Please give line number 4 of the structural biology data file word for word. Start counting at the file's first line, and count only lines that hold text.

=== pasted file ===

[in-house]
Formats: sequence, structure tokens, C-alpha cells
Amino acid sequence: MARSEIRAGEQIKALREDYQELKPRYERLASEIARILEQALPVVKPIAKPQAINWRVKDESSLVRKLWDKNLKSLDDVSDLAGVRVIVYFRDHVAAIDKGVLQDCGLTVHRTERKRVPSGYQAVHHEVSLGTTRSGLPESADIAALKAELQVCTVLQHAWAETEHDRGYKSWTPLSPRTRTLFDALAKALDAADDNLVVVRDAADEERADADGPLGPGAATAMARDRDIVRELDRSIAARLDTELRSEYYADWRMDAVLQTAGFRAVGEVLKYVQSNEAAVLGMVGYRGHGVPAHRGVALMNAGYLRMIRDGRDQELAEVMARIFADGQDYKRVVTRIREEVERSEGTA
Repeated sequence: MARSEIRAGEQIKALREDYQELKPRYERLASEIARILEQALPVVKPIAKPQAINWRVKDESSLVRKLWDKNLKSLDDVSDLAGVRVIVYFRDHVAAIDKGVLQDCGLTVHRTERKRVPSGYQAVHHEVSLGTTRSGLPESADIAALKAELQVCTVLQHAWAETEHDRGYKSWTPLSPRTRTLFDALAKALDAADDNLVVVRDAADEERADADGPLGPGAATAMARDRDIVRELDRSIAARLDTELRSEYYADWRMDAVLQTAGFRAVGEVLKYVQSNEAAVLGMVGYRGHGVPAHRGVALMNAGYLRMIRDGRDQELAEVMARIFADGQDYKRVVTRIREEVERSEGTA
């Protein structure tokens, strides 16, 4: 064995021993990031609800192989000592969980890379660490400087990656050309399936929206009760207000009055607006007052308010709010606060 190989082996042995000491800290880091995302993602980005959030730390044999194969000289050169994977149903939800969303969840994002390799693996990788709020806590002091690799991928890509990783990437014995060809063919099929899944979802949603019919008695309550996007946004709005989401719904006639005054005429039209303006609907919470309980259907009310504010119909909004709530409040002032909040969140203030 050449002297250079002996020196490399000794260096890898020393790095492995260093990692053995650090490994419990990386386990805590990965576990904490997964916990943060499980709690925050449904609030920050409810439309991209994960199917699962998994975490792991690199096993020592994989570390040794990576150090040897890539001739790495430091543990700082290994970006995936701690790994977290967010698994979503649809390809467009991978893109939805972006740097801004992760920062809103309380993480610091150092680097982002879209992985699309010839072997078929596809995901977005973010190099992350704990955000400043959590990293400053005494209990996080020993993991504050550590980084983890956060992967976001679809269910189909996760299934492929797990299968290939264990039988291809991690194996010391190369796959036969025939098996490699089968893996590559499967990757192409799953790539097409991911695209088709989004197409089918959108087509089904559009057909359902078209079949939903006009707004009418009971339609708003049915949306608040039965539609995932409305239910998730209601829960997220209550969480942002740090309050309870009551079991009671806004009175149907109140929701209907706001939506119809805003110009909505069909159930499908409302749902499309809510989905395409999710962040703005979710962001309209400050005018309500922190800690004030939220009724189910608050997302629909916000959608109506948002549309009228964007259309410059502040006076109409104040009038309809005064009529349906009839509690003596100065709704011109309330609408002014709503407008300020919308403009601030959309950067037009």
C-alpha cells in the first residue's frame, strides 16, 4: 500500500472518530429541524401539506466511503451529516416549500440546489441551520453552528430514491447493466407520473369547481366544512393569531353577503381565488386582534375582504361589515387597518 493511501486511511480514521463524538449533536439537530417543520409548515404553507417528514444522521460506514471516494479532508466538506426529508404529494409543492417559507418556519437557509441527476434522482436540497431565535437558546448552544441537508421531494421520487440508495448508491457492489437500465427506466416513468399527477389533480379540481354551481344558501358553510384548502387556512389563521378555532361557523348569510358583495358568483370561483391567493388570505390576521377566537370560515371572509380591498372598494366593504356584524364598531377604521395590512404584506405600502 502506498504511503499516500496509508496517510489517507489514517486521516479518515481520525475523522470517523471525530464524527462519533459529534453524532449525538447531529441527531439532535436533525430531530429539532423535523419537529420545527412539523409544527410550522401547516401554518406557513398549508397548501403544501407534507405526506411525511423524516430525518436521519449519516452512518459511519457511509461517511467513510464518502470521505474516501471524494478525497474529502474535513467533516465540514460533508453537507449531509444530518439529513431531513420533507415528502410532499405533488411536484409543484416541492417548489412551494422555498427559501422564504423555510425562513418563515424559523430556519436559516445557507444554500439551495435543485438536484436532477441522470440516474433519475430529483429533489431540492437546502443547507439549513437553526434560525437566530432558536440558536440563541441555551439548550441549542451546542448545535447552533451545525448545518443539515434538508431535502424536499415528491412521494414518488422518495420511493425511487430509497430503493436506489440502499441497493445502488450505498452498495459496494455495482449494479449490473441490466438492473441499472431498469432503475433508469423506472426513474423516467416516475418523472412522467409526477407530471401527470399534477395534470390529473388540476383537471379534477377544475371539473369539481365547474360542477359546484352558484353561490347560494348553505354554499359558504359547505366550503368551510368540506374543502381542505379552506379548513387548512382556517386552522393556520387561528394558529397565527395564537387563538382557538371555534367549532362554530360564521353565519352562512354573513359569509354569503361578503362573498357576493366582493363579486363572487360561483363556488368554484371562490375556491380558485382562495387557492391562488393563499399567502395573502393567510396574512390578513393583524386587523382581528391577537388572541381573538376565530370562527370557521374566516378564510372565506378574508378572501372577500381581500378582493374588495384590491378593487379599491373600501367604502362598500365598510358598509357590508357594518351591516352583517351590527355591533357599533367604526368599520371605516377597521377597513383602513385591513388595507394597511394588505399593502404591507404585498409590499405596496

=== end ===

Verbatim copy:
Repeated sequence: MARSEIRAGEQIKALREDYQELKPRYERLASEIARILEQALPVVKPIAKPQAINWRVKDESSLVRKLWDKNLKSLDDVSDLAGVRVIVYFRDHVAAIDKGVLQDCGLTVHRTERKRVPSGYQAVHHEVSLGTTRSGLPESADIAALKAELQVCTVLQHAWAETEHDRGYKSWTPLSPRTRTLFDALAKALDAADDNLVVVRDAADEERADADGPLGPGAATAMARDRDIVRELDRSIAARLDTELRSEYYADWRMDAVLQTAGFRAVGEVLKYVQSNEAAVLGMVGYRGHGVPAHRGVALMNAGYLRMIRDGRDQELAEVMARIFADGQDYKRVVTRIREEVERSEGTA